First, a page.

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In order for a crime to exist, a victim or potential victim must exist. Thus, the Model Penal Code states that a defendant's conduct must 1) inflict or threaten 2) substantial harm to individual or public interests. Failure to prove either of these elements is often referred to as a de minimis defense.
The harm is often the clearest when the victim is an individual. The second class, "public interests", is often less tangible, more politically charged and are often subject to attack. Public interest crimes are sometimes called "victimless crimes." Proponents of "public interest crimes" will often hold that crimes are not victimless at all but that the spillover effects of these activities result in real harm to individuals.
Prior to the 19th century, many criminal cases were privately prosecuted by the victim. This model slowly fell out of favor as the state replaced a private prosecution model with a centralized, state-based model of public prosecution.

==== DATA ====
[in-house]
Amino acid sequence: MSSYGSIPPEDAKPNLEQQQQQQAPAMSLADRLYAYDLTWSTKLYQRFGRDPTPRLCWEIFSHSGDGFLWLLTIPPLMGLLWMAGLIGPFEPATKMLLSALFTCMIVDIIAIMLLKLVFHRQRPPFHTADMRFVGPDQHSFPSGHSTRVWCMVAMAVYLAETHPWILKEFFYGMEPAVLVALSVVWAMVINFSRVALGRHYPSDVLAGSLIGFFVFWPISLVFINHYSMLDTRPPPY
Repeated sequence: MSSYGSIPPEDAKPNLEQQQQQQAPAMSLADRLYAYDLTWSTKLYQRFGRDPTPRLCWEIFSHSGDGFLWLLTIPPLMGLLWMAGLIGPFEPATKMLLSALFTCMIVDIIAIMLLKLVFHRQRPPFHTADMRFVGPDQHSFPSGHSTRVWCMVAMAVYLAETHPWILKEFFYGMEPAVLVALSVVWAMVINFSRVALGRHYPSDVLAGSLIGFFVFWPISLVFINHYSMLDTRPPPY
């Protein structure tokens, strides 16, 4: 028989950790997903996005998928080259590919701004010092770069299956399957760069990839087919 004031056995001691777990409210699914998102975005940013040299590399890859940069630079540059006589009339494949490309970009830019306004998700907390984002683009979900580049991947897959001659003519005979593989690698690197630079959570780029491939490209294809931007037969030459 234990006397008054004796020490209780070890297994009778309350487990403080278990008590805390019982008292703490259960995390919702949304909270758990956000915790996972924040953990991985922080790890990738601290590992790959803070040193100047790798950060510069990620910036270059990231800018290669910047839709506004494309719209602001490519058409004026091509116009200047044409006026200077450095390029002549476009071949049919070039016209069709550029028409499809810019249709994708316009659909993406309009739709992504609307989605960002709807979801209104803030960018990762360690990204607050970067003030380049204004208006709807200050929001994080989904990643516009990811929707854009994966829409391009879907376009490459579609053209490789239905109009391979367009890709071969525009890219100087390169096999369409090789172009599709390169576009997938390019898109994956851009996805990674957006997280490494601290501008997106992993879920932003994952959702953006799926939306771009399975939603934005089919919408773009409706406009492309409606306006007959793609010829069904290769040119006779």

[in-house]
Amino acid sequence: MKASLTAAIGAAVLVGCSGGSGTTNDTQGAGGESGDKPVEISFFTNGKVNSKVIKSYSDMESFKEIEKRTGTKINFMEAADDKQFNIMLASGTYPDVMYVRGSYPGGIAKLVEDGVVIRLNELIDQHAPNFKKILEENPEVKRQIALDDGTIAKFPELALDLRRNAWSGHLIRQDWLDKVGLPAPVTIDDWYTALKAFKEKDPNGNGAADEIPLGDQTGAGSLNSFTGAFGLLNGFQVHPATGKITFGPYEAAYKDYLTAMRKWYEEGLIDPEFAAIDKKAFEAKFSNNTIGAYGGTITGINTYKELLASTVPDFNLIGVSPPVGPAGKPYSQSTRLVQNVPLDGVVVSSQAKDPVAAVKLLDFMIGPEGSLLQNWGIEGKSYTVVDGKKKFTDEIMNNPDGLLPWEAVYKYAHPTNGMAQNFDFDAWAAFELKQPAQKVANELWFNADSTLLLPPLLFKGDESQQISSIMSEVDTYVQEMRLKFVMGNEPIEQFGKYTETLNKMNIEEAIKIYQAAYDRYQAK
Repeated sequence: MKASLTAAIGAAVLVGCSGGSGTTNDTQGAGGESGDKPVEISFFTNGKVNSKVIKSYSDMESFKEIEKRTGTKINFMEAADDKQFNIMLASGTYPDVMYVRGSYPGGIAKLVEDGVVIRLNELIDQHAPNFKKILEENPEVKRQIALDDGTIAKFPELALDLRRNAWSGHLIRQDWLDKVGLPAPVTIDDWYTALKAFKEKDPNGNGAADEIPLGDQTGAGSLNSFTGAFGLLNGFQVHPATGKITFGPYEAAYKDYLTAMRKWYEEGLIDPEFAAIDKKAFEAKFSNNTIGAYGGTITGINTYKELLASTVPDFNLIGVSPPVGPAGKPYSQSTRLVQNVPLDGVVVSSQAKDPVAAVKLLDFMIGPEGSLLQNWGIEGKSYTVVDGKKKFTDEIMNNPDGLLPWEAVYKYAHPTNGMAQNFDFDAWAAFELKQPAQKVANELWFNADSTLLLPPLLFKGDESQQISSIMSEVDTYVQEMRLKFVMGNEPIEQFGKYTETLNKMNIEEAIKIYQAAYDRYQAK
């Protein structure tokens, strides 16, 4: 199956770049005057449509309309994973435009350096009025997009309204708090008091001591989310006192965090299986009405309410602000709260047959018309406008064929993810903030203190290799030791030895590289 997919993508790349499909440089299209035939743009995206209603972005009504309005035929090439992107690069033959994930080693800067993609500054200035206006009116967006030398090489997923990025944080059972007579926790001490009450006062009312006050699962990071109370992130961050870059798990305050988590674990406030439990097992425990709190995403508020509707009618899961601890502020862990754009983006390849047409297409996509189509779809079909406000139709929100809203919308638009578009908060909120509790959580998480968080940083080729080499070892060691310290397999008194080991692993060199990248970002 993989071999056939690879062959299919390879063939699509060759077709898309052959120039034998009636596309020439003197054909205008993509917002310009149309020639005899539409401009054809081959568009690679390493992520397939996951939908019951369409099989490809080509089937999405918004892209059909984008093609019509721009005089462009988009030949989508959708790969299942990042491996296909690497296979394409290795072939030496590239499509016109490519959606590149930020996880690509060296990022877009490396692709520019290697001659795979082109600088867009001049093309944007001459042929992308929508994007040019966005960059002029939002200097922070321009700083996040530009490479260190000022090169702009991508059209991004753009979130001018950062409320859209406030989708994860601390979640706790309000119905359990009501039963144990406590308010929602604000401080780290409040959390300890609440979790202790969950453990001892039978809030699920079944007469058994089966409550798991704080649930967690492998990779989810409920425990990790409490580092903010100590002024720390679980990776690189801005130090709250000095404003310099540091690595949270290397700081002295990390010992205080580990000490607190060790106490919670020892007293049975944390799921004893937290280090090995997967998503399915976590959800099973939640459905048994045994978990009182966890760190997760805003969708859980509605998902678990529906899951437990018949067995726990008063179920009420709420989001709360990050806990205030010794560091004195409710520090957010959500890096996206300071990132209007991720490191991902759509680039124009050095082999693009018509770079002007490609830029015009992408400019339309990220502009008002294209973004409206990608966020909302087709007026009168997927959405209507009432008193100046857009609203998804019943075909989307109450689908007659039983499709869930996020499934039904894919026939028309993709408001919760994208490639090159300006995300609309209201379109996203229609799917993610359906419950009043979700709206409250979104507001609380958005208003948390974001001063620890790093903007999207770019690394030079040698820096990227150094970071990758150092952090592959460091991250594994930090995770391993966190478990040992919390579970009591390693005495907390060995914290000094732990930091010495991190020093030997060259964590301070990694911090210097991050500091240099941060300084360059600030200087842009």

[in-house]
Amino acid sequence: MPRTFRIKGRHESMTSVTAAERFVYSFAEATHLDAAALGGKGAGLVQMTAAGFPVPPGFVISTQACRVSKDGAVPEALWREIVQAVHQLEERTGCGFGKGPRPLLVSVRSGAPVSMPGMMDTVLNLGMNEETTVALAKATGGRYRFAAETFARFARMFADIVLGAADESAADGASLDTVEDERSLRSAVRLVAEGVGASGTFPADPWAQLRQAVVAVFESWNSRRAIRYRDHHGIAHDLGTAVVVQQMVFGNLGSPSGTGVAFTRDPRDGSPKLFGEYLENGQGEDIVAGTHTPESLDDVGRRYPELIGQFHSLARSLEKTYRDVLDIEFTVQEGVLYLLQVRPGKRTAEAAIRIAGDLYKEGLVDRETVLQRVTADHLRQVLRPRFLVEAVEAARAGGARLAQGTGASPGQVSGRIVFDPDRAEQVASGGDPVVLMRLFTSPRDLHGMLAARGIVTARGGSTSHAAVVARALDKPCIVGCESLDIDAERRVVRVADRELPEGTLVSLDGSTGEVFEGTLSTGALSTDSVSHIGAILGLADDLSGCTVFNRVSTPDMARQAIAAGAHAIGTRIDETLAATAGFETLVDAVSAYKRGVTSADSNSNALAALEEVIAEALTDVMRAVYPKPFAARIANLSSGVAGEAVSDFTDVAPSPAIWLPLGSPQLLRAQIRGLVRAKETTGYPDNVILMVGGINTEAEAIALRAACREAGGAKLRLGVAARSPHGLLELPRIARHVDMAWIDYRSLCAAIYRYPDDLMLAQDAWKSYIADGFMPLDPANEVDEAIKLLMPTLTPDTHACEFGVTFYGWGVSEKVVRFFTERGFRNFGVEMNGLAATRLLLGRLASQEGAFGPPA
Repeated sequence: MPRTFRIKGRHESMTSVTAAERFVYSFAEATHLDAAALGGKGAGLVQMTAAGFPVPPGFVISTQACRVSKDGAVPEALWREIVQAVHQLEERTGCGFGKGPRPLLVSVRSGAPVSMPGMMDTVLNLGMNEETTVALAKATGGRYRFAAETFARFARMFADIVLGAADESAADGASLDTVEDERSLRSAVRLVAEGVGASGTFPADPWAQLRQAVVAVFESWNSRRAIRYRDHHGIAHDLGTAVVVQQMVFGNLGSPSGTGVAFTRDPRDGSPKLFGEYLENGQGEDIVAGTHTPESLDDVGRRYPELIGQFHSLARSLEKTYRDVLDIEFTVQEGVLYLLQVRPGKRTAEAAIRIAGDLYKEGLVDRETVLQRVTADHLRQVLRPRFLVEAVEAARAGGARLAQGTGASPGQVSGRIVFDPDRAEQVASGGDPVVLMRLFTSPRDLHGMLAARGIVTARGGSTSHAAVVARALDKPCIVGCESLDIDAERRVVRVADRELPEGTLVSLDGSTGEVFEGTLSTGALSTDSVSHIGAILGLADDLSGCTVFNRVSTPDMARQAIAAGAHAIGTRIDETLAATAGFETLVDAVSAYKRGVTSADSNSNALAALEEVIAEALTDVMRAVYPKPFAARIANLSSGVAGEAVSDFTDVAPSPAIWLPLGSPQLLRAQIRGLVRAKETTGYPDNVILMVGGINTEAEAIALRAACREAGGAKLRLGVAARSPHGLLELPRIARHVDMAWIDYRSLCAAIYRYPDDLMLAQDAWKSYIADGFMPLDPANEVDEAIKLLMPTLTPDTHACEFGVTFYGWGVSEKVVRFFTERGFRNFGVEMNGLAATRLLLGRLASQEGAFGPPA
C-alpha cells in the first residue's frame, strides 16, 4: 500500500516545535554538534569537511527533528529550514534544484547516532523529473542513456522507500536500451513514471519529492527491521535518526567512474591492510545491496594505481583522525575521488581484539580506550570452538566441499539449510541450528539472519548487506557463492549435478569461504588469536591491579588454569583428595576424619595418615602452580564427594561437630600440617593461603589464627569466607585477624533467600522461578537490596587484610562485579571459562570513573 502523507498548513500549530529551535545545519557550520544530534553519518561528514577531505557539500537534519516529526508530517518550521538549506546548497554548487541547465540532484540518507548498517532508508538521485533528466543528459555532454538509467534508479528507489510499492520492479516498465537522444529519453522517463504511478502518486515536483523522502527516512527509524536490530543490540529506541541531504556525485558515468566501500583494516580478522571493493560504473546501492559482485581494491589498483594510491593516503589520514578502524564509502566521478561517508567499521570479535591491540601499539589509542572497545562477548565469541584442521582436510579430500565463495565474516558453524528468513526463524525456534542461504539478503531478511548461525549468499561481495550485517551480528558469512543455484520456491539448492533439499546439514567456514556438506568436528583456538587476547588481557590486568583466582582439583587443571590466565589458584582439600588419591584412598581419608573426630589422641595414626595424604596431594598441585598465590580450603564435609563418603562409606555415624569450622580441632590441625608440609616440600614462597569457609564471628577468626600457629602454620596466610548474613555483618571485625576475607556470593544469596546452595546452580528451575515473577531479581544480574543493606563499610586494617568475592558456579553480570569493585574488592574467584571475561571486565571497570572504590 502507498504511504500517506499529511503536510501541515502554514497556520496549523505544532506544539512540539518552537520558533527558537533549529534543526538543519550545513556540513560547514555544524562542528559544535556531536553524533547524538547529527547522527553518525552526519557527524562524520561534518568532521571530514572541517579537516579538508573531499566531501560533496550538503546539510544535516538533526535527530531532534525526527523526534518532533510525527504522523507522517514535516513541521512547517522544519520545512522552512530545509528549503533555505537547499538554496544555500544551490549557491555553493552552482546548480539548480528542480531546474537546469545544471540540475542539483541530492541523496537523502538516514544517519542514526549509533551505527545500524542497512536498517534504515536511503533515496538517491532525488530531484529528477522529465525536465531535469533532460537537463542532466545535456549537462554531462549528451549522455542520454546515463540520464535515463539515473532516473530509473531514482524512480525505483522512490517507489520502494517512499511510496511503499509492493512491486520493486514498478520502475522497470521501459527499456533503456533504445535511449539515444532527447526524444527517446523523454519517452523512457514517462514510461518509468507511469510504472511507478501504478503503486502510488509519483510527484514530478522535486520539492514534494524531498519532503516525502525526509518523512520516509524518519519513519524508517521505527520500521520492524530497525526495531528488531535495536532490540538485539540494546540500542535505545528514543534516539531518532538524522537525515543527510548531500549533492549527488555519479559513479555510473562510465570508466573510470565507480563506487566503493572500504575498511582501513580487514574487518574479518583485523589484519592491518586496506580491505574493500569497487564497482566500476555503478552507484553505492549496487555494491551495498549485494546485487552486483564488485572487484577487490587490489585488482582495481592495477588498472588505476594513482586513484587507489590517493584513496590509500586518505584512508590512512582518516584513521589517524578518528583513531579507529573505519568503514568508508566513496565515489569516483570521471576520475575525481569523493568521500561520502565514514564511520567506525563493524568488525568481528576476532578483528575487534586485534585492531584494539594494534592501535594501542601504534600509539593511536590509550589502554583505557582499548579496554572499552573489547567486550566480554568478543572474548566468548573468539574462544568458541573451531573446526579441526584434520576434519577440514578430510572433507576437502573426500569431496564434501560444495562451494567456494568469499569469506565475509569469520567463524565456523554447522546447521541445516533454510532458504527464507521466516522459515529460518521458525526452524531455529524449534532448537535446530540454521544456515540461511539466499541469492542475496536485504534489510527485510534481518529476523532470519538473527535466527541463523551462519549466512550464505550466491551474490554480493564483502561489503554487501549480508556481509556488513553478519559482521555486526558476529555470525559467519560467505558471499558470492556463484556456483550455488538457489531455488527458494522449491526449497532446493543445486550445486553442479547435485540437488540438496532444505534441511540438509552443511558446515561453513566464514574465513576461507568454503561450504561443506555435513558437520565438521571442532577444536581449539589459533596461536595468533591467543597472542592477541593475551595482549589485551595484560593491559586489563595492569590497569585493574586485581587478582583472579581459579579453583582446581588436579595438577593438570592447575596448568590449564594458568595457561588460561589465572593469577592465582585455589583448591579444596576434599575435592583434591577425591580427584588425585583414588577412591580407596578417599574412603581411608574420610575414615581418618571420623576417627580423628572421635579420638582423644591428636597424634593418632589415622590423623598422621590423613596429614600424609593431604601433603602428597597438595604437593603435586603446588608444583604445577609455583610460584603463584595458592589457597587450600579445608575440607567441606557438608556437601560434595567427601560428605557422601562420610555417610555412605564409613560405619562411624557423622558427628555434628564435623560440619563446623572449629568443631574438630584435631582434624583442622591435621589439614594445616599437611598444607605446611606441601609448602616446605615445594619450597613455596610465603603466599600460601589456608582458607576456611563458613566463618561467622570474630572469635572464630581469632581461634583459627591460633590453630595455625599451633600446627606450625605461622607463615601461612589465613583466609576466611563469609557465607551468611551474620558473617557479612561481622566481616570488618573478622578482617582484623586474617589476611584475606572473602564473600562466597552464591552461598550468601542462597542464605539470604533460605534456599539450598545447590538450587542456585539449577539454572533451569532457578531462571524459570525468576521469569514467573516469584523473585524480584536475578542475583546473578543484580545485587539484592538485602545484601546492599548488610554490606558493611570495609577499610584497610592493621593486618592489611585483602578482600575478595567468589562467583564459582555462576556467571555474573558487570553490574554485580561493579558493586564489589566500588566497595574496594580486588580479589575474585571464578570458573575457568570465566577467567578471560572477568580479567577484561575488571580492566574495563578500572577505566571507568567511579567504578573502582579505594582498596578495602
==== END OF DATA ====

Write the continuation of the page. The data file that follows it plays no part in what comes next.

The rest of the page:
International Approach to Victim's Rights
The concern that many states either did not have the resources to prosecute criminals, or willfully failed to prosecute criminals resulted in the founding of the International Criminal Court and the Rome Statute of the International Criminal Court. This court of last resort provides victim's a final opportunity to seek justice when no other venue exists.
Victim's Bill of Rights
The last twenty years have seen increased legislative attention to victim's of crimes. As a result, victims now have more rights in a criminal case than ever before. These rights may be codified separately or in some cases, collected into one Victim's Bill of Rights.